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Emoticon Project Gauge (#32)

Help team members express their feelings about a project and address root causes early
Source: Andrew Ciccarelli
Prepare a flipchart with faces expressing various emotions such as:
  • shocked / surprised
  • nervous / stressed
  • unempowered / constrained
  • confused
  • happy
  • mad
  • overwhelmed
Let each team member choose how they feel about the project. This is a fun and effective way to surface problems early. You can address them in the subsequent phases.

#tweetmysprint (#97)

Produce the team's twitter timeline for the iteration
Source: Thomas Guest
Ask participants to write 3 or more tweets on sticky notes about the iteration they've just completed. Tweets could be on the iteration as a whole, on individual stories, a rant, or shameless self-promotion - as long as they are brief. Hash tags, emoticons, attached pictures, @usernames are all welcome. Allow ten minutes to write the tweets, then arrange them in a timeline and discuss themes, trends etc. Now invite participants to favorite, retweet and write replies to the tweets, again following up with discussion.

Speed Dating (#26)

Each team member explores one topic in depth in a series of 1:1 talks
Source: Thorsten Kalnin
Each participant writes down one topic they want to explore, i.e. something they'd like to change. Then form pairs and spread across the room. Each pair discusses both topics and ponders possible actions - 5 minutes per participant (topic) - one after the other. After 10 minutes the pairs break up to form new pairs. Continue until everyone has talked to everyone else.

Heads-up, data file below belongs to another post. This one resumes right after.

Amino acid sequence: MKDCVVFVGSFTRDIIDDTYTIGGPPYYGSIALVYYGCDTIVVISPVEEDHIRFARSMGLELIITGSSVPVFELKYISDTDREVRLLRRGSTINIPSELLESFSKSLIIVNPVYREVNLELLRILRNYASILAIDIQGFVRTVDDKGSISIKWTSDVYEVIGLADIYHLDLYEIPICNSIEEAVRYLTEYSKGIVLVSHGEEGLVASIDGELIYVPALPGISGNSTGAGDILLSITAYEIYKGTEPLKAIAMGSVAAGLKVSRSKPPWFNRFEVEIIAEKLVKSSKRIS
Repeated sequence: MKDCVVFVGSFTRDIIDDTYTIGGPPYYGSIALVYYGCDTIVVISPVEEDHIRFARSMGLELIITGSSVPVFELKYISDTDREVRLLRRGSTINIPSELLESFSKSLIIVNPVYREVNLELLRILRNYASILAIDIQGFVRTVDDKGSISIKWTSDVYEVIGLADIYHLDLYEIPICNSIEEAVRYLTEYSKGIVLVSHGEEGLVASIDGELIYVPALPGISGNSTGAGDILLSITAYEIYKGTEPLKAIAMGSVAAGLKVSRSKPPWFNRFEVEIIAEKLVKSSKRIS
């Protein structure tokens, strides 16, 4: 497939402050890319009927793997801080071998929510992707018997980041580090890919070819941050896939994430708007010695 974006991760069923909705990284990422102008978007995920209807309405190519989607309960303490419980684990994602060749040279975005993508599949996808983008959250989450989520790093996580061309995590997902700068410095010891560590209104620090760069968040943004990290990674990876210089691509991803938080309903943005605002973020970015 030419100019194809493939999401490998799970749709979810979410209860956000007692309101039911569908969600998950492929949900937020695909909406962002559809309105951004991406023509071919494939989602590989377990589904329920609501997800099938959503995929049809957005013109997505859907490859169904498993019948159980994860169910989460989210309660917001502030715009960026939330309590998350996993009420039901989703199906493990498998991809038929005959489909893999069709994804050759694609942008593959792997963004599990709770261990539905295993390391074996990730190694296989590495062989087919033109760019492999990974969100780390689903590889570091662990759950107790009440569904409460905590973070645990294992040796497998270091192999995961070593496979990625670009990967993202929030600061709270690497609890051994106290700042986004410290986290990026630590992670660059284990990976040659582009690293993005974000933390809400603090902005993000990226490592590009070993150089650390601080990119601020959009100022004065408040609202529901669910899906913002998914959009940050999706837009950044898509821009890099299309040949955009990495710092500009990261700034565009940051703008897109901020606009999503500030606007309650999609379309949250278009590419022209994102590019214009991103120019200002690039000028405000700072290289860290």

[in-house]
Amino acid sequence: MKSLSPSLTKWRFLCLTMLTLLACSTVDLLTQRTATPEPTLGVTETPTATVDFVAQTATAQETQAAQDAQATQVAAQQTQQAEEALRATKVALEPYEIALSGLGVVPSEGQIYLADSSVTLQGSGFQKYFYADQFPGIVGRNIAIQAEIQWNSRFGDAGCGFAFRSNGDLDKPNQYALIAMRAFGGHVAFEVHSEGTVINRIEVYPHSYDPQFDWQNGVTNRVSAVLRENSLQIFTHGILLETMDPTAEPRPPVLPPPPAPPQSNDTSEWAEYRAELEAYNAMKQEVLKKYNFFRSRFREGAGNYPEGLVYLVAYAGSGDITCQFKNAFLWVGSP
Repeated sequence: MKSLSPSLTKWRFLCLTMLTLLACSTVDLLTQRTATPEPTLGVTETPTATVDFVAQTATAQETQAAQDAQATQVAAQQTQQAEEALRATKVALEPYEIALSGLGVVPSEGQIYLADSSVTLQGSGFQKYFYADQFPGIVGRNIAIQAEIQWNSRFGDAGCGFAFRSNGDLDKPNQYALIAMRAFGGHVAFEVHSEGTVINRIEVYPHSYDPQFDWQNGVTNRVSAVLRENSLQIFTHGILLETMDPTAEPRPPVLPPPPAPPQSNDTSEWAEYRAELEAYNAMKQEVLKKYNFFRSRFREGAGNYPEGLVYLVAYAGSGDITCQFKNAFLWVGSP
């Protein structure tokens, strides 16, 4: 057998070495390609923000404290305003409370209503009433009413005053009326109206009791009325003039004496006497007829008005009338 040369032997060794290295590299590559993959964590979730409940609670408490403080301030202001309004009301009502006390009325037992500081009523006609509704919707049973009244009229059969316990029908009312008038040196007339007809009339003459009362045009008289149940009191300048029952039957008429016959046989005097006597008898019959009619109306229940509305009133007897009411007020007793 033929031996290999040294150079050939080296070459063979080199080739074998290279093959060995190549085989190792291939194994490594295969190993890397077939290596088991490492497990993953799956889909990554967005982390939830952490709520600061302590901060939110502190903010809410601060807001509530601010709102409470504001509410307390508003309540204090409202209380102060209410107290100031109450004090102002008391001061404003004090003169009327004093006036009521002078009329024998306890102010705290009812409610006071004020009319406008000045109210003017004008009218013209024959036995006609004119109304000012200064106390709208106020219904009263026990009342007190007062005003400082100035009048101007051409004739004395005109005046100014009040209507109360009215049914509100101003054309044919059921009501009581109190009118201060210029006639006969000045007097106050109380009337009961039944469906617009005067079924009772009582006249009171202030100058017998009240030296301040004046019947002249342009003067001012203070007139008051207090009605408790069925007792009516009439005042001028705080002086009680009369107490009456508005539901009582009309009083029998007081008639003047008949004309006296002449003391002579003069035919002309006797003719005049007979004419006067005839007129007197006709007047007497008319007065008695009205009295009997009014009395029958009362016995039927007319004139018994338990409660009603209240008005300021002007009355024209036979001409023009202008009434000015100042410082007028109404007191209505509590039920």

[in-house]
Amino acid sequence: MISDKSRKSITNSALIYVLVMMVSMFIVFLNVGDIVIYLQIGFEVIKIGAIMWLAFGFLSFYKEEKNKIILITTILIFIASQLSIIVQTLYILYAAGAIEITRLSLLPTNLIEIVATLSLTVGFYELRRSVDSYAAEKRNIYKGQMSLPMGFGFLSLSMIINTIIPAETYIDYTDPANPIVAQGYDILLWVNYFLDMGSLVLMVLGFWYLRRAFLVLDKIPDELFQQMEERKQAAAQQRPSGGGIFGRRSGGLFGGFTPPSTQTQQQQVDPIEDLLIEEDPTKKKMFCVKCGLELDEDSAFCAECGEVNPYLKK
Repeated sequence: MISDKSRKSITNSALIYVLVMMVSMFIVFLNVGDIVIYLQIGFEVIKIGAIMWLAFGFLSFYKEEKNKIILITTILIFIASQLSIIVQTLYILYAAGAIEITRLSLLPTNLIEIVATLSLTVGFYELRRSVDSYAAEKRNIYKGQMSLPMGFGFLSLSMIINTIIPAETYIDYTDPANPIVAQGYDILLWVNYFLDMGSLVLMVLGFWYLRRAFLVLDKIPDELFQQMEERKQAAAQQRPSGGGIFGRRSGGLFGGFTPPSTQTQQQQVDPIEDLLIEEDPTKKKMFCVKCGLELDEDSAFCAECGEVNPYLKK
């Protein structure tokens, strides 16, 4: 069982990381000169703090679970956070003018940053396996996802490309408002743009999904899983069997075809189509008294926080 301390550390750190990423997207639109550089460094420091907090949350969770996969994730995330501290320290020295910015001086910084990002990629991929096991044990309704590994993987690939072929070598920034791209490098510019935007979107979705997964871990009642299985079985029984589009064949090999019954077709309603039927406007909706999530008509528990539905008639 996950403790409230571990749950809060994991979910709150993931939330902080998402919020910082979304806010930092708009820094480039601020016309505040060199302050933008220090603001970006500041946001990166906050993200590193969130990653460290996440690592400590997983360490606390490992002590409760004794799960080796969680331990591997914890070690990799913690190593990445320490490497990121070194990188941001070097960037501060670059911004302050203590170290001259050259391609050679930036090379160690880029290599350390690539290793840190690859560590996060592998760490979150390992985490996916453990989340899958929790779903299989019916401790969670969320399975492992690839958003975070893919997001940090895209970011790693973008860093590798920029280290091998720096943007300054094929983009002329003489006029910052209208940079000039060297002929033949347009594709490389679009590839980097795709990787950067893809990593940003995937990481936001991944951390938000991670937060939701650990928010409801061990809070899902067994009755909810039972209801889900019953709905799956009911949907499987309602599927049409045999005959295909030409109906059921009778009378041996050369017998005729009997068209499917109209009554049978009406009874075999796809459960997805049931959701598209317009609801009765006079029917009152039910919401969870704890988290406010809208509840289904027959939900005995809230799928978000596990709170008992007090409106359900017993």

If the group has an odd number of members, the facilitator is part of a pair but the partner gets all 10 minutes for their topic.

Dot Voting - Keep, Drop, Add (#38)

Brainstorm what behaviors to keep, drop & add and pick the top initiatives
Source: Agile Retrospectives
Divide a flip chart into boxes headed with 'Keep', 'Drop' and 'Add'. Ask your participants to write concrete proposals for each category - 1 idea per index card. Let them write in silence for a few minutes. Let everyone read out their notes and post them to the appropriate category. Lead a short discussion on what the top 20% beneficial ideas are. Vote on it by distributing dots or X's with a marker, e.g. 1, 2, and 3 dots for each person to distribute. The top 2 or 3 become your action items.

Appreciations (#15)

Let team members appreciate each other and end positively
Source: Agile Retrospectives who took it from 'The Satir Model: Family Therapy and Beyond'
Start by giving a sincere appreciation of one of the participants. It can be anything they contributed: help to the team or you, a solved problem, ...Then invite others and wait for someone to work up the nerve. Close, when no one has talked for a minute.

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Retromat contains 127 activities, allowing for 8349005 combinations (25x30x22x22x23+5) and we are constantly adding more.

Created by Corinna Baldauf

Corinna wished for something like Retromat during her Scrummaster years. Eventually she just built it herself in the hope that it would be useful to others, too. Any questions, suggestions or encouragement? You can email her or follow her on Twitter. If you like Retromat you might also like Corinna's blog and her summaries on Wall-Skills.com.

Co-developed by Timon Fiddike

Timon gives Scrum Trainings. As Integral Coach and Agile Coach he coaches executives, managers, product owners and scrum masters. He has used Retromat since 2013 and started to build new features in 2016. You can email him or follow him on Twitter. Photo © Ina Abraham.